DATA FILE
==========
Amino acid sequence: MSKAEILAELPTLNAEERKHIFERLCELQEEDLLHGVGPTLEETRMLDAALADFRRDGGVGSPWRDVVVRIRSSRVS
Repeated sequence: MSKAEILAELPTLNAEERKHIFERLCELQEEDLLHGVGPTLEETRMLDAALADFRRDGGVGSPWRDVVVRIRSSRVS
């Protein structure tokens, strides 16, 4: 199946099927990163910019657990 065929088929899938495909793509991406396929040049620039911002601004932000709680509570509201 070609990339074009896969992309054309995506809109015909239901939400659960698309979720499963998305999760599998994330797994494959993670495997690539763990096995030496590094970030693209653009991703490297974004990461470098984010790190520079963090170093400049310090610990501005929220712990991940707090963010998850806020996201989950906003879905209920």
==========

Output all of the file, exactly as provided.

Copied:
Amino acid sequence: MSKAEILAELPTLNAEERKHIFERLCELQEEDLLHGVGPTLEETRMLDAALADFRRDGGVGSPWRDVVVRIRSSRVS
Repeated sequence: MSKAEILAELPTLNAEERKHIFERLCELQEEDLLHGVGPTLEETRMLDAALADFRRDGGVGSPWRDVVVRIRSSRVS
């Protein structure tokens, strides 16, 4: 199946099927990163910019657990 065929088929899938495909793509991406396929040049620039911002601004932000709680509570509201 070609990339074009896969992309054309995506809109015909239901939400659960698309979720499963998305999760599998994330797994494959993670495997690539763990096995030496590094970030693209653009991703490297974004990461470098984010790190520079963090170093400049310090610990501005929220712990991940707090963010998850806020996201989950906003879905209920």